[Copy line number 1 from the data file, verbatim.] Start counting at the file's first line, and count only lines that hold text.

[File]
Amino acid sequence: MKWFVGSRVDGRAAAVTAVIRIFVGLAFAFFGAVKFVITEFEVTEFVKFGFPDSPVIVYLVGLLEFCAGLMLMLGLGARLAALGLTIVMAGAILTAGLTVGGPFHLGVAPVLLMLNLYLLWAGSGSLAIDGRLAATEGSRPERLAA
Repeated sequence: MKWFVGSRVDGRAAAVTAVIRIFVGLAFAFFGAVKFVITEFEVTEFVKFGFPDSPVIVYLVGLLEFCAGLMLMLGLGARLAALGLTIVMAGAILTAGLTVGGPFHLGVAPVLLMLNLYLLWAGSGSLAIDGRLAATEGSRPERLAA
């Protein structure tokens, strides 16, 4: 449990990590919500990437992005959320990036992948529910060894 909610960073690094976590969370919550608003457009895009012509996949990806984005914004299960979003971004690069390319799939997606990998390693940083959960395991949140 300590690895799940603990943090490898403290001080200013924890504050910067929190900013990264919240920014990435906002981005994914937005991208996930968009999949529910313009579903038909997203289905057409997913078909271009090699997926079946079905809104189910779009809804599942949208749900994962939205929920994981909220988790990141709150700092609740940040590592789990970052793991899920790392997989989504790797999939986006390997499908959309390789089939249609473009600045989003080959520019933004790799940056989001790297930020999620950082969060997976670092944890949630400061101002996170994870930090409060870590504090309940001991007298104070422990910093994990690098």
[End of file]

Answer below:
Amino acid sequence: MKWFVGSRVDGRAAAVTAVIRIFVGLAFAFFGAVKFVITEFEVTEFVKFGFPDSPVIVYLVGLLEFCAGLMLMLGLGARLAALGLTIVMAGAILTAGLTVGGPFHLGVAPVLLMLNLYLLWAGSGSLAIDGRLAATEGSRPERLAA